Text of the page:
If the family doesn’t projectile vomit at McCullough’s offering of condolences on Michael’s death and his call for a continued discussion on “the issues that brought us here so that we won’t have to deal with them again, they’re better than me.
The decision not to indict came after months of protest against the killing of young Michael Brown. It was on August 9 that the lives of Michael Brown and Darren Wilson collided when Wilson, a Ferguson police officer, shot Brown, 18, who was unarmed and on his way back to his grandmother’s house with a friend.
A combination of Brown’s body being left in the street to bake in the hot Missouri sun for more than four hours and the anger of residents who saw this as yet another injustice in an ever-growing list led to residents taking to the streets in protest. When some of the demonstrations led to property damage and arrests, the Ferguson police brought tanks and tear gas to create what seemed like a war zone that barely resembled America at all.
More than a few reporters ended up tear gassed, in jail and were otherwise prevented from doing their Constitutionally protected jobs. In fact, the tear gas was flowing so freely in Ferguson that young people from the West Bank were sending residents tips on how to wash out your eyes after a tear gas attack. (Use Coca Cola or milk. Water just increases the burn.)
The paramilitary response and how First Amendment freedoms found themselves trampled on were among the subjects that came up in a press conference Missouri Gov. Jay Nixon held prior to the Grand Jury’s announcement.
In addition to the State of Emergency he called last week, Nixon outlined the plans that state and local law enforcement had made to make sure that any demonstrations were peaceful ones.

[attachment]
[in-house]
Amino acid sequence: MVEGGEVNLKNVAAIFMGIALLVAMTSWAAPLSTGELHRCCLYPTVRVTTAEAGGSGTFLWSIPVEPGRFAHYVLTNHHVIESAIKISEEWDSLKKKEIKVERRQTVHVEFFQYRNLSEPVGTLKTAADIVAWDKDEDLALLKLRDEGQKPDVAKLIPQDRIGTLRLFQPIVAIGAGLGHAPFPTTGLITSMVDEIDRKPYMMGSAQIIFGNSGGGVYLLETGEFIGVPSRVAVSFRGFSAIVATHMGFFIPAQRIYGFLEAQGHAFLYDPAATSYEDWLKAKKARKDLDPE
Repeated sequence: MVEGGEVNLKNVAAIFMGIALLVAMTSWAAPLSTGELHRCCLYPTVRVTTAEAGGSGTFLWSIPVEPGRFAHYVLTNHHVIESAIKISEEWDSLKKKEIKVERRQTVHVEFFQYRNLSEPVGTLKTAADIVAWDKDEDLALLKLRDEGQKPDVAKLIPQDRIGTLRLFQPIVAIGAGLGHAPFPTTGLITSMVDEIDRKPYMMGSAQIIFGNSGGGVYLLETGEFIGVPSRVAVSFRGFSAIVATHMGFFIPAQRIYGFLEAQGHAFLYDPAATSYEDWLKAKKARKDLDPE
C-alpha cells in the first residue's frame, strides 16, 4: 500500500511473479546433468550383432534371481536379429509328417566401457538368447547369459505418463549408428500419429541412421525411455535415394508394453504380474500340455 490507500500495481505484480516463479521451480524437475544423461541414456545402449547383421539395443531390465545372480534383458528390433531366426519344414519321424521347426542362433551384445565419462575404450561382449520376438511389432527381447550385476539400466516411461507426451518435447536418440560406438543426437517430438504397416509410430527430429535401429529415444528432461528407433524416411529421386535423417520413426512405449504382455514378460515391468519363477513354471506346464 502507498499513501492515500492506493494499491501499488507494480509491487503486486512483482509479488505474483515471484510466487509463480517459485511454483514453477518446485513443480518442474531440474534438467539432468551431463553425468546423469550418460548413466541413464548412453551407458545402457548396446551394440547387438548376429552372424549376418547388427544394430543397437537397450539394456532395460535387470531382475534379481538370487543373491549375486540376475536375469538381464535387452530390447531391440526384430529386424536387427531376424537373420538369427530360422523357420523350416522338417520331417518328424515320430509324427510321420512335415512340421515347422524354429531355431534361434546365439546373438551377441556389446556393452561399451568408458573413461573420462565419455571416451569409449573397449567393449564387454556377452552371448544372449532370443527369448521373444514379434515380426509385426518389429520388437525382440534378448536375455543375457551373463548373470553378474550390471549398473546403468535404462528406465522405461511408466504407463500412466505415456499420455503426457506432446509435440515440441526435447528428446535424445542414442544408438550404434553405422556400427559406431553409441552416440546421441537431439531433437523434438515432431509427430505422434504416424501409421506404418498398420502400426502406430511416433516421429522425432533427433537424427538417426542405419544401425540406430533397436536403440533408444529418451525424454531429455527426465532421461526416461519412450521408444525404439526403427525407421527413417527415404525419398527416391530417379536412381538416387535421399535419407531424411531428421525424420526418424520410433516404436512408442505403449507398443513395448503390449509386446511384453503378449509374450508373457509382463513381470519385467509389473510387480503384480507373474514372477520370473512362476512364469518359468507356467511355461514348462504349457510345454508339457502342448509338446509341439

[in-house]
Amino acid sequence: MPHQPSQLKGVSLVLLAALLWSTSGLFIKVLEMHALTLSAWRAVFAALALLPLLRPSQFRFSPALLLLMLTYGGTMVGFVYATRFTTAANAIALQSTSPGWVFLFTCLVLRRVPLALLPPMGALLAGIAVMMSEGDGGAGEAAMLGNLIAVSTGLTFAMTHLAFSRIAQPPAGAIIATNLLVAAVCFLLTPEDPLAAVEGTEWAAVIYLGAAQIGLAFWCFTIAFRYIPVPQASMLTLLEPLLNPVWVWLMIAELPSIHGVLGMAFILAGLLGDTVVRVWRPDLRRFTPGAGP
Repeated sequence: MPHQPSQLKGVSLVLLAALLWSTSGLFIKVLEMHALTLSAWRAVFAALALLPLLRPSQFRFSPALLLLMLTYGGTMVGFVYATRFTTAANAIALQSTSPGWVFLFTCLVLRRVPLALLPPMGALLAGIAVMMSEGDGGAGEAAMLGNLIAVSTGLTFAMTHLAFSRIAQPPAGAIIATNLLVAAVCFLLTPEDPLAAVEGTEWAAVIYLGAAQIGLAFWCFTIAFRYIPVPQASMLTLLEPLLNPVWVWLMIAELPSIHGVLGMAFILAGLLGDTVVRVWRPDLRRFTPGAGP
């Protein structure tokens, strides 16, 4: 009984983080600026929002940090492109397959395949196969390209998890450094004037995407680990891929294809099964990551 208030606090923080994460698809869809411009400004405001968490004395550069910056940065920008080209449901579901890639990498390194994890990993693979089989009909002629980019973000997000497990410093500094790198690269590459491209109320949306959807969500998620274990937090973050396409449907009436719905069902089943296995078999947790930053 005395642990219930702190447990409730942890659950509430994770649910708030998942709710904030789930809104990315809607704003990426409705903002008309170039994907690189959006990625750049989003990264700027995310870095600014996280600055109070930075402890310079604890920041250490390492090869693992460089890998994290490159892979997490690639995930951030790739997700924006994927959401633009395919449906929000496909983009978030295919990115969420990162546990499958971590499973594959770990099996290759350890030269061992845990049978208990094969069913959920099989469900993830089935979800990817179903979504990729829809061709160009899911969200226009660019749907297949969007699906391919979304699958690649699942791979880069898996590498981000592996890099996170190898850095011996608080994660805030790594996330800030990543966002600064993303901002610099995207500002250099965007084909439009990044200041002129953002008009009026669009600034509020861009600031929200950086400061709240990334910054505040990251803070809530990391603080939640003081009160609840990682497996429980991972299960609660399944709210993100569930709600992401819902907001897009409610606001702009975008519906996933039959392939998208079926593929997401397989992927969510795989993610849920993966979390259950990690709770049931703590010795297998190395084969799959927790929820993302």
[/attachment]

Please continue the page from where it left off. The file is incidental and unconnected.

“It is our shared hope and expectation is that regardless of the decision that people on all sides show tolerance, mutual respect and restraint,” Nixon said. “We are all focused on making sure that the necessary resources are at hand to protect lives, protect property and protect free speech.”
Tell that to the anger setting the streets on fire right now, governor.
St. Louis County Executive Charles Dooley called on residents to look at the big picture. “I want people to think with their heads and not with emotion. We have to remain focused on the long-term, systemic changes that have to take place in our community. I don’t want people in this community to think that they have to barricade their doors and take up arms. This is not time to turn on each other, it’s a time to turn to each other.”
Brown was one of four unarmed Black men who had been shot during the month of August by police. Ezell Ford, 24 was shot in the back by Los Angeles police, John Crawford of Beavercreek, Ohio, was shot while brandishing an unloaded BB gun at a Wal-Mart, and Eric Garner was choked to death by police in New York City.
Only Garner’s death has been ruled a homicide.
Now I would mention the police shooting of 12-year-old Tamir Rice in Cleveland on Sunday, but I know that if I do that, if I mention yet another young Black man shot and killed by police, I’ll hear a chorus of “What about Black on Black crime?”
Frankly, I'm not in the mood to deal with such ignorance at the moment.
Instead I would counter with this question, perhaps the only question that matters right now: As long as people believe there are two different justice systems for Whites and for Blacks in America, why does anyone think there will be peace?